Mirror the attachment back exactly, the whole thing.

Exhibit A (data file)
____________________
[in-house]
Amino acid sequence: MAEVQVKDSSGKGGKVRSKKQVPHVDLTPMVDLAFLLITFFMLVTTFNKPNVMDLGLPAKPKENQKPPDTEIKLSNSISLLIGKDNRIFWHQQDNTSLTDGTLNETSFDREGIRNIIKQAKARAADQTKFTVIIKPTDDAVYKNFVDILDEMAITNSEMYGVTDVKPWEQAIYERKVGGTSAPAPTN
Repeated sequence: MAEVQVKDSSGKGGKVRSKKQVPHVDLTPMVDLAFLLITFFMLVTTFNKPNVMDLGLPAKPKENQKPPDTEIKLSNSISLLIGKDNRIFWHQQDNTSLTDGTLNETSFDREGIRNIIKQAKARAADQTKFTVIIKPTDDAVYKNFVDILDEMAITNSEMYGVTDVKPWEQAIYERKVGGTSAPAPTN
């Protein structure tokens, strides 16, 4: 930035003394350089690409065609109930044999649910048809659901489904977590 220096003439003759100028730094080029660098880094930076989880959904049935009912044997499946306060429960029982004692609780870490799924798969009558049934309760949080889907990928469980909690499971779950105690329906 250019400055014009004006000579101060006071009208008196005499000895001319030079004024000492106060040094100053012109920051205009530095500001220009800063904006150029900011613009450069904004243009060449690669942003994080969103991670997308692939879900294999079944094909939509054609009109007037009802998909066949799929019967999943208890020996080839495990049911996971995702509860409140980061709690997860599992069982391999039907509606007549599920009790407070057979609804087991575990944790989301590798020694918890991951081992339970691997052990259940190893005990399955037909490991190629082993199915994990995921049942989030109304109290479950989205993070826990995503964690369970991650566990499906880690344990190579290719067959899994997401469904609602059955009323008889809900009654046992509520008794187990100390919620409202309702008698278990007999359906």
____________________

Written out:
[in-house]
Amino acid sequence: MAEVQVKDSSGKGGKVRSKKQVPHVDLTPMVDLAFLLITFFMLVTTFNKPNVMDLGLPAKPKENQKPPDTEIKLSNSISLLIGKDNRIFWHQQDNTSLTDGTLNETSFDREGIRNIIKQAKARAADQTKFTVIIKPTDDAVYKNFVDILDEMAITNSEMYGVTDVKPWEQAIYERKVGGTSAPAPTN
Repeated sequence: MAEVQVKDSSGKGGKVRSKKQVPHVDLTPMVDLAFLLITFFMLVTTFNKPNVMDLGLPAKPKENQKPPDTEIKLSNSISLLIGKDNRIFWHQQDNTSLTDGTLNETSFDREGIRNIIKQAKARAADQTKFTVIIKPTDDAVYKNFVDILDEMAITNSEMYGVTDVKPWEQAIYERKVGGTSAPAPTN
């Protein structure tokens, strides 16, 4: 930035003394350089690409065609109930044999649910048809659901489904977590 220096003439003759100028730094080029660098880094930076989880959904049935009912044997499946306060429960029982004692609780870490799924798969009558049934309760949080889907990928469980909690499971779950105690329906 250019400055014009004006000579101060006071009208008196005499000895001319030079004024000492106060040094100053012109920051205009530095500001220009800063904006150029900011613009450069904004243009060449690669942003994080969103991670997308692939879900294999079944094909939509054609009109007037009802998909066949799929019967999943208890020996080839495990049911996971995702509860409140980061709690997860599992069982391999039907509606007549599920009790407070057979609804087991575990944790989301590798020694918890991951081992339970691997052990259940190893005990399955037909490991190629082993199915994990995921049942989030109304109290479950989205993070826990995503964690369970991650566990499906880690344990190579290719067959899994997401469904609602059955009323008889809900009654046992509520008794187990100390919620409202309702008698278990007999359906």